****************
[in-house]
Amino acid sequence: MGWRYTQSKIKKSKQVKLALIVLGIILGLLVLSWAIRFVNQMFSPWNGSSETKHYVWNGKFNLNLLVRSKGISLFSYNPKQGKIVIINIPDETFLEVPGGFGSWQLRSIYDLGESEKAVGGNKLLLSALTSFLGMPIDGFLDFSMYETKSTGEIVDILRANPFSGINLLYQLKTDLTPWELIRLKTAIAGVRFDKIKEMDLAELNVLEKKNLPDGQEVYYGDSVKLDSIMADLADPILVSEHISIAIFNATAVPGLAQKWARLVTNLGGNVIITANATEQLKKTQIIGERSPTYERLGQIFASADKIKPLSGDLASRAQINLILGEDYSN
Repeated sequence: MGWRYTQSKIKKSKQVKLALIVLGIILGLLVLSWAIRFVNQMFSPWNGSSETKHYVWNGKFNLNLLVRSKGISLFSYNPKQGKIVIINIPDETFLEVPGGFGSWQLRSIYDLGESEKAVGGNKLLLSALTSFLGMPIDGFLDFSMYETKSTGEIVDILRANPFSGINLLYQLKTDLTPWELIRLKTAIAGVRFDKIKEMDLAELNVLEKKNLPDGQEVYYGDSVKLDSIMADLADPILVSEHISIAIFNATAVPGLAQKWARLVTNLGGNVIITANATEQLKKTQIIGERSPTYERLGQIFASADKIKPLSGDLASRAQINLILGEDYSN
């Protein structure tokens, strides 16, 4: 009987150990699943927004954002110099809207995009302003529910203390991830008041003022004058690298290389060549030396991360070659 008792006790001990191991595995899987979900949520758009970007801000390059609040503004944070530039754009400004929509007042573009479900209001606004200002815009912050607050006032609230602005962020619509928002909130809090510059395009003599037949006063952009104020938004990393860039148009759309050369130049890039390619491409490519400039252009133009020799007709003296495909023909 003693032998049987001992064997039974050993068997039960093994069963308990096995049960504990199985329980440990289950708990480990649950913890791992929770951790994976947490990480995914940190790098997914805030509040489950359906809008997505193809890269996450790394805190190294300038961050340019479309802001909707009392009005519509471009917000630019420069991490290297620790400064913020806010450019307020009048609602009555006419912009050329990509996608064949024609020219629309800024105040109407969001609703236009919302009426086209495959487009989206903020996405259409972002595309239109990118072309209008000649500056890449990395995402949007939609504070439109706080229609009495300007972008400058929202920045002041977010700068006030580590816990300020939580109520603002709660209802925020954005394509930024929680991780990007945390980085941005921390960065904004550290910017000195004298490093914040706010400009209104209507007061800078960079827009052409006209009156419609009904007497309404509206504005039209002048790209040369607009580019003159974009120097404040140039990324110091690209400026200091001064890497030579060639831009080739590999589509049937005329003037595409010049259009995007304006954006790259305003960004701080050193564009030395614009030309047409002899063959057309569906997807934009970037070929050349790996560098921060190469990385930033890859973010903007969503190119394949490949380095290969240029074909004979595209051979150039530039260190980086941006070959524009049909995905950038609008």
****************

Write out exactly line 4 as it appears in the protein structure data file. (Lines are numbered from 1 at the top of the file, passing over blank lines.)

């Protein structure tokens, strides 16, 4: 009987150990699943927004954002110099809207995009302003529910203390991830008041003022004058690298290389060549030396991360070659 008792006790001990191991595995899987979900949520758009970007801000390059609040503004944070530039754009400004929509007042573009479900209001606004200002815009912050607050006032609230602005962020619509928002909130809090510059395009003599037949006063952009104020938004990393860039148009759309050369130049890039390619491409490519400039252009133009020799007709003296495909023909 003693032998049987001992064997039974050993068997039960093994069963308990096995049960504990199985329980440990289950708990480990649950913890791992929770951790994976947490990480995914940190790098997914805030509040489950359906809008997505193809890269996450790394805190190294300038961050340019479309802001909707009392009005519509471009917000630019420069991490290297620790400064913020806010450019307020009048609602009555006419912009050329990509996608064949024609020219629309800024105040109407969001609703236009919302009426086209495959487009989206903020996405259409972002595309239109990118072309209008000649500056890449990395995402949007939609504070439109706080229609009495300007972008400058929202920045002041977010700068006030580590816990300020939580109520603002709660209802925020954005394509930024929680991780990007945390980085941005921390960065904004550290910017000195004298490093914040706010400009209104209507007061800078960079827009052409006209009156419609009904007497309404509206504005039209002048790209040369607009580019003159974009120097404040140039990324110091690209400026200091001064890497030579060639831009080739590999589509049937005329003037595409010049259009995007304006954006790259305003960004701080050193564009030395614009030309047409002899063959057309569906997807934009970037070929050349790996560098921060190469990385930033890859973010903007969503190119394949490949380095290969240029074909004979595209051979150039530039260190980086941006070959524009049909995905950038609008």